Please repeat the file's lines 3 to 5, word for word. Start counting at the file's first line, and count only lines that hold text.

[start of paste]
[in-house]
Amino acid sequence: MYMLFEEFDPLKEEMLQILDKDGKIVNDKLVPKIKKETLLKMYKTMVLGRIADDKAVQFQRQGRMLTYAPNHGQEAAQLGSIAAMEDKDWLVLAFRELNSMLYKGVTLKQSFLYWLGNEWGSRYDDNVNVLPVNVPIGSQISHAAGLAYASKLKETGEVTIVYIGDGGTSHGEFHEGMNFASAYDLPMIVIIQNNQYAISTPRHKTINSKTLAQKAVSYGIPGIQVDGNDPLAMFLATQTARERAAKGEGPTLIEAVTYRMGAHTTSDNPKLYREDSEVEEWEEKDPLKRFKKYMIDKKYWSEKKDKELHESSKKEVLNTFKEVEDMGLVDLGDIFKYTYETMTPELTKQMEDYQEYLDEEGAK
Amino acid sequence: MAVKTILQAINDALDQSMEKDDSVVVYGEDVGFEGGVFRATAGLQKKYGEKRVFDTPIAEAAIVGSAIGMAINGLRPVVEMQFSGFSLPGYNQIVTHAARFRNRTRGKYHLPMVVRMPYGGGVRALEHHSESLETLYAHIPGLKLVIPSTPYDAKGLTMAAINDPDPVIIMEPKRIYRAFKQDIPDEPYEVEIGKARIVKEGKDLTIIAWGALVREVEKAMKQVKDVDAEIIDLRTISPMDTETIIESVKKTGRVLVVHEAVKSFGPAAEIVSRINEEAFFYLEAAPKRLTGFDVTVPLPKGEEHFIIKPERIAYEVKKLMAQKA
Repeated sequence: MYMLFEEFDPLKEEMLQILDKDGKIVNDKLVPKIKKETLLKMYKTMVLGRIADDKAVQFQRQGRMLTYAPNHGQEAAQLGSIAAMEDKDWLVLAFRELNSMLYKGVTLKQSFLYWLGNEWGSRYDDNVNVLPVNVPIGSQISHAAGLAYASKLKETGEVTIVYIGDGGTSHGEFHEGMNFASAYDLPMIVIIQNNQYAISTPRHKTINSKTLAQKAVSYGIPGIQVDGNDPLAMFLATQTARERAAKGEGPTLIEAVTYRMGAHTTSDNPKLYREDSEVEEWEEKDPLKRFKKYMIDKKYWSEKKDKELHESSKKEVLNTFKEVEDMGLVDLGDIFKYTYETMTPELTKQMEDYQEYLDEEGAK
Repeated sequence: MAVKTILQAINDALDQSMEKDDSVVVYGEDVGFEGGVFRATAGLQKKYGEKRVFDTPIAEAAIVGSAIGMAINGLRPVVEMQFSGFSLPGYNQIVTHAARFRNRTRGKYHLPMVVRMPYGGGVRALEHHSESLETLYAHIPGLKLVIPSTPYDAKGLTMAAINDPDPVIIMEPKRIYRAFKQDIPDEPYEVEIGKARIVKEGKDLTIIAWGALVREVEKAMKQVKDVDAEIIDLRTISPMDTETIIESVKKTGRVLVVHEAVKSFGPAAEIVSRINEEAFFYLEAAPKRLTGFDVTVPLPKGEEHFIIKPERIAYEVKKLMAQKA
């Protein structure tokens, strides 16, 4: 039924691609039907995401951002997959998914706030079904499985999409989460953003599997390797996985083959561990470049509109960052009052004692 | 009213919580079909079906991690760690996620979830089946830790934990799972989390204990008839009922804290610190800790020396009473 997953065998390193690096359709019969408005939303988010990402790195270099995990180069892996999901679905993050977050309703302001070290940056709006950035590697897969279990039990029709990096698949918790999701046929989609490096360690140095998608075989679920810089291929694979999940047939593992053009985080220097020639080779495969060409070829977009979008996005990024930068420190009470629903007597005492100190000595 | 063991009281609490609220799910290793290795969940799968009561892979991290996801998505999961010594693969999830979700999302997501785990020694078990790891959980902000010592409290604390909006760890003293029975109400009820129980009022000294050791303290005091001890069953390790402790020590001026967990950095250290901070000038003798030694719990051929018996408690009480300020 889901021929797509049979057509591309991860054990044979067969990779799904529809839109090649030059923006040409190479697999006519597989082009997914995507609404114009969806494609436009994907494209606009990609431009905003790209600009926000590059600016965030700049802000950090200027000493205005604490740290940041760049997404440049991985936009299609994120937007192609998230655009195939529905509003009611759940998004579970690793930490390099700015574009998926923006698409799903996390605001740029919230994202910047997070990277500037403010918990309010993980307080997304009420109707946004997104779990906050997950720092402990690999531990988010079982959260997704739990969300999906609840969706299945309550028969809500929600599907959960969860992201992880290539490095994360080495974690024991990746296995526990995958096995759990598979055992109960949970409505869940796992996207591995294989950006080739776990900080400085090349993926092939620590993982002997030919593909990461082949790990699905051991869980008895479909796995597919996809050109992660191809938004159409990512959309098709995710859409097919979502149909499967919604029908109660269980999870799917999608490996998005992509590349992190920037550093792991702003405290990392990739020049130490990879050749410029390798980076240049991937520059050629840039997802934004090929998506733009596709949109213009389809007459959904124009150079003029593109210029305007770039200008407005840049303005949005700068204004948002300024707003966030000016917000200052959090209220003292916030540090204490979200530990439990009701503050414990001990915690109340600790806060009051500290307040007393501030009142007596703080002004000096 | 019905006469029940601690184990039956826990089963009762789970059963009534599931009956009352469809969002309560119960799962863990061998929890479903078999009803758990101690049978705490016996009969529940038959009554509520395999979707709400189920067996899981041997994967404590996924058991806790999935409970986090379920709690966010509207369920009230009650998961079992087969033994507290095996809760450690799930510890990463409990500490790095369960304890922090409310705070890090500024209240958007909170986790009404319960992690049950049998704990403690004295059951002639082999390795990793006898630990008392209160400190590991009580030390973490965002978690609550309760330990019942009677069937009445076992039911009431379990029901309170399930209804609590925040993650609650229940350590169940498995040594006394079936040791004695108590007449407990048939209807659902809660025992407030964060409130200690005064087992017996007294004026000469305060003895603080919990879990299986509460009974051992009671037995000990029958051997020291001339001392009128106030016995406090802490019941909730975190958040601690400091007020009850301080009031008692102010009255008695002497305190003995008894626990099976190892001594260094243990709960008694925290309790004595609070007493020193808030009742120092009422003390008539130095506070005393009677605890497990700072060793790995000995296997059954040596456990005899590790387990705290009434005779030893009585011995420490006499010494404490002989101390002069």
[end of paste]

Amino acid sequence: MAVKTILQAINDALDQSMEKDDSVVVYGEDVGFEGGVFRATAGLQKKYGEKRVFDTPIAEAAIVGSAIGMAINGLRPVVEMQFSGFSLPGYNQIVTHAARFRNRTRGKYHLPMVVRMPYGGGVRALEHHSESLETLYAHIPGLKLVIPSTPYDAKGLTMAAINDPDPVIIMEPKRIYRAFKQDIPDEPYEVEIGKARIVKEGKDLTIIAWGALVREVEKAMKQVKDVDAEIIDLRTISPMDTETIIESVKKTGRVLVVHEAVKSFGPAAEIVSRINEEAFFYLEAAPKRLTGFDVTVPLPKGEEHFIIKPERIAYEVKKLMAQKA
Repeated sequence: MYMLFEEFDPLKEEMLQILDKDGKIVNDKLVPKIKKETLLKMYKTMVLGRIADDKAVQFQRQGRMLTYAPNHGQEAAQLGSIAAMEDKDWLVLAFRELNSMLYKGVTLKQSFLYWLGNEWGSRYDDNVNVLPVNVPIGSQISHAAGLAYASKLKETGEVTIVYIGDGGTSHGEFHEGMNFASAYDLPMIVIIQNNQYAISTPRHKTINSKTLAQKAVSYGIPGIQVDGNDPLAMFLATQTARERAAKGEGPTLIEAVTYRMGAHTTSDNPKLYREDSEVEEWEEKDPLKRFKKYMIDKKYWSEKKDKELHESSKKEVLNTFKEVEDMGLVDLGDIFKYTYETMTPELTKQMEDYQEYLDEEGAK
Repeated sequence: MAVKTILQAINDALDQSMEKDDSVVVYGEDVGFEGGVFRATAGLQKKYGEKRVFDTPIAEAAIVGSAIGMAINGLRPVVEMQFSGFSLPGYNQIVTHAARFRNRTRGKYHLPMVVRMPYGGGVRALEHHSESLETLYAHIPGLKLVIPSTPYDAKGLTMAAINDPDPVIIMEPKRIYRAFKQDIPDEPYEVEIGKARIVKEGKDLTIIAWGALVREVEKAMKQVKDVDAEIIDLRTISPMDTETIIESVKKTGRVLVVHEAVKSFGPAAEIVSRINEEAFFYLEAAPKRLTGFDVTVPLPKGEEHFIIKPERIAYEVKKLMAQKA